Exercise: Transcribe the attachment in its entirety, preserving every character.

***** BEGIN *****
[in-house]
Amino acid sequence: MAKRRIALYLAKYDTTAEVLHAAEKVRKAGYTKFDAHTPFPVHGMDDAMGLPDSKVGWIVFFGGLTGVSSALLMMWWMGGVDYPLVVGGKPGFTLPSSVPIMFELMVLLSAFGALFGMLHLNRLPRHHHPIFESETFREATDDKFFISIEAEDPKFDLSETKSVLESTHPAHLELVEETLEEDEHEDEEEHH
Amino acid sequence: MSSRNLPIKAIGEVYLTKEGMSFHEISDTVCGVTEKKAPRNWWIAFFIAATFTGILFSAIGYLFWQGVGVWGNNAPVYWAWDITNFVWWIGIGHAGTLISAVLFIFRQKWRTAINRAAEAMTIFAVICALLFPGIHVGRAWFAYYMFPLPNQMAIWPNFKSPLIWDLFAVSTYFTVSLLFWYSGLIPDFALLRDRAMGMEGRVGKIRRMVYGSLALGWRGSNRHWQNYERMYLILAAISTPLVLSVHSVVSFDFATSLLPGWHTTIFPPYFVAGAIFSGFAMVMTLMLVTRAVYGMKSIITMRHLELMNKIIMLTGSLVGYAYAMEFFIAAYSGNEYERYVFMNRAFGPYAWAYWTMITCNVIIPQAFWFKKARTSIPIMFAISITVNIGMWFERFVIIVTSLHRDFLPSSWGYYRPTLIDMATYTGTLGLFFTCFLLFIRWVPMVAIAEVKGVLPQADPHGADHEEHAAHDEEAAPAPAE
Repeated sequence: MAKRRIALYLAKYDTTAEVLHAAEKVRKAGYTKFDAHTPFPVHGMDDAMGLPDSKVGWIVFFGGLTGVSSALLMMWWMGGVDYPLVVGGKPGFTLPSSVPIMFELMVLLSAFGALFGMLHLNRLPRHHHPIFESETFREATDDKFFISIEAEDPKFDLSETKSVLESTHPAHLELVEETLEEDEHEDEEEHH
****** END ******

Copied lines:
[in-house]
Amino acid sequence: MAKRRIALYLAKYDTTAEVLHAAEKVRKAGYTKFDAHTPFPVHGMDDAMGLPDSKVGWIVFFGGLTGVSSALLMMWWMGGVDYPLVVGGKPGFTLPSSVPIMFELMVLLSAFGALFGMLHLNRLPRHHHPIFESETFREATDDKFFISIEAEDPKFDLSETKSVLESTHPAHLELVEETLEEDEHEDEEEHH
Amino acid sequence: MSSRNLPIKAIGEVYLTKEGMSFHEISDTVCGVTEKKAPRNWWIAFFIAATFTGILFSAIGYLFWQGVGVWGNNAPVYWAWDITNFVWWIGIGHAGTLISAVLFIFRQKWRTAINRAAEAMTIFAVICALLFPGIHVGRAWFAYYMFPLPNQMAIWPNFKSPLIWDLFAVSTYFTVSLLFWYSGLIPDFALLRDRAMGMEGRVGKIRRMVYGSLALGWRGSNRHWQNYERMYLILAAISTPLVLSVHSVVSFDFATSLLPGWHTTIFPPYFVAGAIFSGFAMVMTLMLVTRAVYGMKSIITMRHLELMNKIIMLTGSLVGYAYAMEFFIAAYSGNEYERYVFMNRAFGPYAWAYWTMITCNVIIPQAFWFKKARTSIPIMFAISITVNIGMWFERFVIIVTSLHRDFLPSSWGYYRPTLIDMATYTGTLGLFFTCFLLFIRWVPMVAIAEVKGVLPQADPHGADHEEHAAHDEEAAPAPAE
Repeated sequence: MAKRRIALYLAKYDTTAEVLHAAEKVRKAGYTKFDAHTPFPVHGMDDAMGLPDSKVGWIVFFGGLTGVSSALLMMWWMGGVDYPLVVGGKPGFTLPSSVPIMFELMVLLSAFGALFGMLHLNRLPRHHHPIFESETFREATDDKFFISIEAEDPKFDLSETKSVLESTHPAHLELVEETLEEDEHEDEEEHH